Speculating about the future has been a movie obsession even before Gort sent Rennie to preach the anti-nuclear gospel in The Day the Earth Stood Still (1951) or H.G. Wells' War of the Worlds (1953) dreamed a black-and-white alien invasion on the big screen.
Of course, back then all E.T.s were "Martians" and prop spacecraft looked about as convincing as aluminum Frisbees hanging from fishing line.
But visitors from outer space don't always take center stage in movies that imagine the future. Armageddon, the apocalypse, computer intelligence gone awry, weather catastrophes, cosmic disasters, the fulfillment of prophecies, space colonization and exploration, cloning, killer viruses, time travel and brave new worlds have also been prominently featured. In fact, there's a flick on the video store shelf to entertain just about any brand of premillennial anxiety out there.
If you suffer from the classic alien invasion phobia, pick up one of the '50s classics mentioned above for horror visions of the future that have aged into quaint antiques.
For something more frighteningly realistic, revisit Steven Spielberg's Close Encounters of the Third Kind (1977). It is still one of the most stunning epic visions of extraterrestrials on earth. Men In Black (1997) offers Tommy Lee Jones and Will Smith as keepers of invading space monsters, a sillier but more contemporary take with slick special effects and aliens that you can see (unfortunately).
If it's Armageddon, the apocalypse or mystical prophecies that get your premillennial imagination going, spend a few hours in Francis Ford Coppola's mind-scarring depiction of the Vietnam War, Apocalypse Now (1979). If the madness and surrealistic bloodletting have become a haze in the past two decades, seeing this movie again will clear it up as much as it will renew anybody's fear of war.
Christopher Walken plays a hauntingly tormented psychic who saves the world from nuclear destruction in The Dead Zone (1983). To see creepy Walken as the angel Gabriel, dig up the The Prophecy (1995). If that's not your cup of disaster, see The Seventh Sign (1988) or The Omen (1976) to find angels, devils and hellfire visiting folks just like us.
Cosmic disasters? Watch a killer comet crash into our planet in Deep Impact (1998), but don't expect to be struck by the acting or the plot.
See science trying desperately to beat nature in Michael Bay's Armageddon (1998), as a team of engineers led by Bruce Willis attempts to head off an Earth-bound asteroid.
It's been 10 years since the release of the movie Millennium (1989), a semi-interesting story directed by Michael Anderson about an airplane that crosses warped paths with time travelers from a heavily polluted Earth in search of fresh air in the future.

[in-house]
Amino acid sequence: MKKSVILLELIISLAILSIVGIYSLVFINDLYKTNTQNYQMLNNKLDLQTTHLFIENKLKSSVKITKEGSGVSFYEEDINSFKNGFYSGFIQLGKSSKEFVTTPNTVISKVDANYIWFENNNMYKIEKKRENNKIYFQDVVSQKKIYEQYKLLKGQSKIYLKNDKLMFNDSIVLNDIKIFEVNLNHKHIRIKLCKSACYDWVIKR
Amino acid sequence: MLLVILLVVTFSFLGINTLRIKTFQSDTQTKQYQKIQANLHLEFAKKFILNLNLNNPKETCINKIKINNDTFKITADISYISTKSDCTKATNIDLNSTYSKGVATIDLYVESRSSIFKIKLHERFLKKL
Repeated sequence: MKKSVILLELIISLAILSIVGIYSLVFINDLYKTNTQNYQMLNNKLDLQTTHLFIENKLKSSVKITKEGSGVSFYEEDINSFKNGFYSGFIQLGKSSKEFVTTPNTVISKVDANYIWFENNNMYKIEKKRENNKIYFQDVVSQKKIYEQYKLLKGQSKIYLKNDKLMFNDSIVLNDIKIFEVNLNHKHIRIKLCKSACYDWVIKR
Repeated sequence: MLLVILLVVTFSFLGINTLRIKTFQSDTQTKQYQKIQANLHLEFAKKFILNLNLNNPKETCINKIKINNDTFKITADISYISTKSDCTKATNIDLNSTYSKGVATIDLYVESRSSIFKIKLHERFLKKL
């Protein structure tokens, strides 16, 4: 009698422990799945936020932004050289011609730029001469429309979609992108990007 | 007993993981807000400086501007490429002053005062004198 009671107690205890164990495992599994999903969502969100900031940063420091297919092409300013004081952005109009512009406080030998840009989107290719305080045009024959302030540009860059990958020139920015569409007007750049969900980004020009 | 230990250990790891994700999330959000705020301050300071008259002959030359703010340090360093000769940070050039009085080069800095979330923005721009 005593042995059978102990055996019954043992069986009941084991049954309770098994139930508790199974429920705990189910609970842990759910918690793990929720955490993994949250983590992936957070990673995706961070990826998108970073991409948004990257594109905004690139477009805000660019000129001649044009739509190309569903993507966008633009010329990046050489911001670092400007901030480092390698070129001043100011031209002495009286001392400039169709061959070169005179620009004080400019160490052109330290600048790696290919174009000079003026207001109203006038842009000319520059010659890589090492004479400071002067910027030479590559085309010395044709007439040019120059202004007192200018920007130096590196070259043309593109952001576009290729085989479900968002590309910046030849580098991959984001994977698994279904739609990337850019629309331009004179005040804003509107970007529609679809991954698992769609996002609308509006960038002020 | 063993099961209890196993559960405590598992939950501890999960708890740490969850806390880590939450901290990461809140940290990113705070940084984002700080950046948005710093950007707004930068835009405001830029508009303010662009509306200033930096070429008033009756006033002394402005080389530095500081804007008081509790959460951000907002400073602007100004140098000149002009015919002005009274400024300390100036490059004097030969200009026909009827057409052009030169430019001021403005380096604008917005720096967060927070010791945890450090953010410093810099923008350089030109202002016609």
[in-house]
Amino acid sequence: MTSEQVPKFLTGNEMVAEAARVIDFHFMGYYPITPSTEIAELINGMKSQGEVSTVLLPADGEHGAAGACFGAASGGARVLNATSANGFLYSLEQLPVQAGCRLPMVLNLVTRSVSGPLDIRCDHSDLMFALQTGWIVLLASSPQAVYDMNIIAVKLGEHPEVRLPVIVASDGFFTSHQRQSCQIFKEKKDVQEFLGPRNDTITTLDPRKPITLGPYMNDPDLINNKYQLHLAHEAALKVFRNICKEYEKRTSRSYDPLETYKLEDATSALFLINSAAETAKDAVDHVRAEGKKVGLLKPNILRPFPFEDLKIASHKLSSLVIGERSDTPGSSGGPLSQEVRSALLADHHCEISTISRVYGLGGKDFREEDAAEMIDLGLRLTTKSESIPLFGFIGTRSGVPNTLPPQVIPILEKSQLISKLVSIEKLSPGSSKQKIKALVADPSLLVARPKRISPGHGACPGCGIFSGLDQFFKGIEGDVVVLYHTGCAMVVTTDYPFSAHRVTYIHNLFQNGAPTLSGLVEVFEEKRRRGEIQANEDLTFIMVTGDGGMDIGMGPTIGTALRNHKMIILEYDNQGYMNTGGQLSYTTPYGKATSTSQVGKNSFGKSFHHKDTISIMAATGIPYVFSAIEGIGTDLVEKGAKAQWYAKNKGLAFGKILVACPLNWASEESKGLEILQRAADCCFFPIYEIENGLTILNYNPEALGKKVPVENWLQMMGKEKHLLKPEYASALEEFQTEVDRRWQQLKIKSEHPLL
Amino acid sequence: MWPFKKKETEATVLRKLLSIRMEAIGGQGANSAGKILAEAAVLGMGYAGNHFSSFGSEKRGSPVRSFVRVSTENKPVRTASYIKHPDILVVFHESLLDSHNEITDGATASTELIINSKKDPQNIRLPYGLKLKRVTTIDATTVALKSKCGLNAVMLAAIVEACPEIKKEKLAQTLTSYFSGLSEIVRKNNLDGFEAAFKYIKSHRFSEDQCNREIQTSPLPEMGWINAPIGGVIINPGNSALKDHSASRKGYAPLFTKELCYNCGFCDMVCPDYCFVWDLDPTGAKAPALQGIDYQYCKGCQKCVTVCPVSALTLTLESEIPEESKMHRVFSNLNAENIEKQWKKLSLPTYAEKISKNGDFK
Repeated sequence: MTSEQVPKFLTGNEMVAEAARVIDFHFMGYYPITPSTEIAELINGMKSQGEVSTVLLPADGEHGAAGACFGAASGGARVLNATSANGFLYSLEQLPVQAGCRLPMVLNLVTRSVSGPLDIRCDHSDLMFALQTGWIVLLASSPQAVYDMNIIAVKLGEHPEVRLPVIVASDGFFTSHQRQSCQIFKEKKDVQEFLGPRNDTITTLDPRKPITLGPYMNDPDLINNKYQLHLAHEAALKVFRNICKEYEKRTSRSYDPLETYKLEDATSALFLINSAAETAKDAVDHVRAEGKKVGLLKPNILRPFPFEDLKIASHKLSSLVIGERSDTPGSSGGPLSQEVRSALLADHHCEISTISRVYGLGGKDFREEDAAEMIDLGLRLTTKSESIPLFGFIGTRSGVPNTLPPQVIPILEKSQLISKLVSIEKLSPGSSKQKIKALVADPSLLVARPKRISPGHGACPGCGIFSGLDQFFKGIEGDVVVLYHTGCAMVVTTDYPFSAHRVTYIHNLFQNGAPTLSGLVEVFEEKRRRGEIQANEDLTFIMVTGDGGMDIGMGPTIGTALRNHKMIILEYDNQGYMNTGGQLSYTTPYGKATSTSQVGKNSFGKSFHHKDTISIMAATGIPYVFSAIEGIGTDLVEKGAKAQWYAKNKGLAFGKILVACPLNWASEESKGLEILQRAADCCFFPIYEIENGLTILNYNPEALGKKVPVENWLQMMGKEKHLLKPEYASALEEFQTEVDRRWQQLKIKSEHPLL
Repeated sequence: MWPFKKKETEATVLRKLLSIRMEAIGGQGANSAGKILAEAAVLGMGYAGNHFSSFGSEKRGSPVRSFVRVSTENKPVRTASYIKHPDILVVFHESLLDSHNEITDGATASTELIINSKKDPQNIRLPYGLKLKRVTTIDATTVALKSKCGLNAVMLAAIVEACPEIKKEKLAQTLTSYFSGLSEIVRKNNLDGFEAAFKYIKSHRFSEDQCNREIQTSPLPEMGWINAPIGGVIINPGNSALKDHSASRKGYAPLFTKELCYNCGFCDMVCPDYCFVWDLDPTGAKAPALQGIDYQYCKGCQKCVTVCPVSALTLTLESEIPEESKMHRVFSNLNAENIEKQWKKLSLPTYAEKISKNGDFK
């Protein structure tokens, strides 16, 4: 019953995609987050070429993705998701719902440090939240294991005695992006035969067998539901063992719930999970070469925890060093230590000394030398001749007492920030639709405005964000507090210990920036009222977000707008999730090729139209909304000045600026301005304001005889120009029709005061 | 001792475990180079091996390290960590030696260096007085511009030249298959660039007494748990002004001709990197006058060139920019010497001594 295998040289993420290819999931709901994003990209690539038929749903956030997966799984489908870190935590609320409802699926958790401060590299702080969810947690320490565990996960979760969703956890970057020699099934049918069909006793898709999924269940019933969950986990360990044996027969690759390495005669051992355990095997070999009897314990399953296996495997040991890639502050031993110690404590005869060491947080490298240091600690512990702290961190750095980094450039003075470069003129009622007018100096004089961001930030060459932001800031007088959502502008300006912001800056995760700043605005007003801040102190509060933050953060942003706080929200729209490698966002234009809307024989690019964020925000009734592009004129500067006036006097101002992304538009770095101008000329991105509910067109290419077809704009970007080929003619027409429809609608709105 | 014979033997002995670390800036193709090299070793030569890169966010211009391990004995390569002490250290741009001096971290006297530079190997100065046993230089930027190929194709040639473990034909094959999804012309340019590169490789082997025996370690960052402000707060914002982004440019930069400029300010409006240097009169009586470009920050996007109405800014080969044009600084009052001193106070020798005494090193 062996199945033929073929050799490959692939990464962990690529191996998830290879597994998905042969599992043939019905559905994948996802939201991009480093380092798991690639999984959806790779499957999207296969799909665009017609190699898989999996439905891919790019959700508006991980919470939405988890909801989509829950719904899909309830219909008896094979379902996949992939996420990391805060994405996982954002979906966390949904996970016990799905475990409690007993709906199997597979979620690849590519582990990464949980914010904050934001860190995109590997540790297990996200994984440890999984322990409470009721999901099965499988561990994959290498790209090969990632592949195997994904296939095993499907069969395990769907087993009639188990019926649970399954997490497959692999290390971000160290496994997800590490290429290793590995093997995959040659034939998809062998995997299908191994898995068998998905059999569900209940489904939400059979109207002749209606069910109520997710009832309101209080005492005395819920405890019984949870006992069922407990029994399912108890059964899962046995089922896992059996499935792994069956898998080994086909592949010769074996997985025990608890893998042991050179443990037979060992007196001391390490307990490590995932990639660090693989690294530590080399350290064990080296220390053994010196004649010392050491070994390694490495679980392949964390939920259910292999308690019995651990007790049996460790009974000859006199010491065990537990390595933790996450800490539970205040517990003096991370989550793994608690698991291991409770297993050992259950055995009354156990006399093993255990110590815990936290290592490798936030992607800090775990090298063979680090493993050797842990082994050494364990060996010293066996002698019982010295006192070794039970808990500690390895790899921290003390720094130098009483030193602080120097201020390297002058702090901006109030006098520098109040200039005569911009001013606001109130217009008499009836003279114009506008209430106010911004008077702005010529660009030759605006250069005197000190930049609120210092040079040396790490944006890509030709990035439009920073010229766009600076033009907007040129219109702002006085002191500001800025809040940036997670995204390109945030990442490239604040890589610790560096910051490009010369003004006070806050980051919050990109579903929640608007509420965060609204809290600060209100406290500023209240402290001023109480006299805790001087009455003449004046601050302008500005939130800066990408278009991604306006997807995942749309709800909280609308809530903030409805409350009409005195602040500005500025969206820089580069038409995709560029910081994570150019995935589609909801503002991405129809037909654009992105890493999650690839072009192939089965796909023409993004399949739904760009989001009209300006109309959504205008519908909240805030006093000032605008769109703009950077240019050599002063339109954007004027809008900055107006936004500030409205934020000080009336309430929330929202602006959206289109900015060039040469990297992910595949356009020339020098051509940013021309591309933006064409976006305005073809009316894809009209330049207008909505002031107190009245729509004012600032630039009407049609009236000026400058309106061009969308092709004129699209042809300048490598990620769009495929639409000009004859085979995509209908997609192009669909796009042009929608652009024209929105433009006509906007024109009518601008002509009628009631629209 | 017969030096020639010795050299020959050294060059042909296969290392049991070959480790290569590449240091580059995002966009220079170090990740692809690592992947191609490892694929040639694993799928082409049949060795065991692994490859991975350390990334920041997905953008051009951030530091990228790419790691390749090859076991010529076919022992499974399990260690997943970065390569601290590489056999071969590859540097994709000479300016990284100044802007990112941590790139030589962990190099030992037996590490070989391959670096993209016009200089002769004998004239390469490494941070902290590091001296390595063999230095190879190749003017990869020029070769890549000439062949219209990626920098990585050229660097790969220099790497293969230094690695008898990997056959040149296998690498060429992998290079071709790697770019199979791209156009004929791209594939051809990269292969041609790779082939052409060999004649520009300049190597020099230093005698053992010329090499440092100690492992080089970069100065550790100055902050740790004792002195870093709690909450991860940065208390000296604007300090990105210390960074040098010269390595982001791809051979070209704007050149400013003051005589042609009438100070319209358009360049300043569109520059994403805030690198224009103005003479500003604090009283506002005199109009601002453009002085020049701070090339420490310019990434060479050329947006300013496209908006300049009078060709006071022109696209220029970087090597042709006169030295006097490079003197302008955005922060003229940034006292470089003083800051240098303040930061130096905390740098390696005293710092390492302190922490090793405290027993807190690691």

And it's been even longer since the release of Stanley Kubrick's unforgettable cosmic ballet, 2001: A Space Odyssey (1968). Kubrick managed to pack it all into this must-see-again trip to the edge of space and imagination, which features space travel, futuristic visions and a supercomputer, HAL 9000, who suffers from an electronic psychosis and sabotages a trip to Jupiter.
For the quirky, fringe visions of the years that lie ahead, check out Terry Gilliam's Brazil (1985). This depressing movie explores a bureaucratic society similar to the one in Michael Radford's 1984 (1984), an even bleaker picture of passionless life in the future based on George Orwell's novel. Thankfully, the latter vision didn't catch up with us in the '80s.
Neither did Fritz Lang's stunning fantasy Metropolis (1926), which features androids and predictions about the socioeconomic impact of mass production and technology. The originally silent movie was restored and rereleased — fittingly — in 1984 with a soundtrack that includes songs by Pat Benatar and Queen.
Even feeling safe inside your own body can be a challenge in the aftermath of deadly virus flicks, such as The Andromeda Strain (1971), Gilliam's 12 Monkeys (1995), Outbreak (1995) with Dustin Hoffman, or John Bruno's not-so-infectious Virus (1999).
The prospects of posthumans and cloning are explored in the sci-fi favorite Blade Runner (1982) with Rutger Hauer as a "replicant" with a dangerous thirst for immortality. Jurassic Park (1993) envisions a revival of dinosaurs from genetic material trapped inside pieces of amber while the old standby The Rocky Horror Picture Show (1975) reminds us that we are still as far away from mad scientists manufacturing male studs inside dark castles as Susan Sarandon is from a singing career.
If you don't plan on venturing out on the eve of the new millennium, pop the popcorn, chill the champagne and rent a movie that feeds your favorite New Year fear. Just make sure you finish it before the power outage strikes.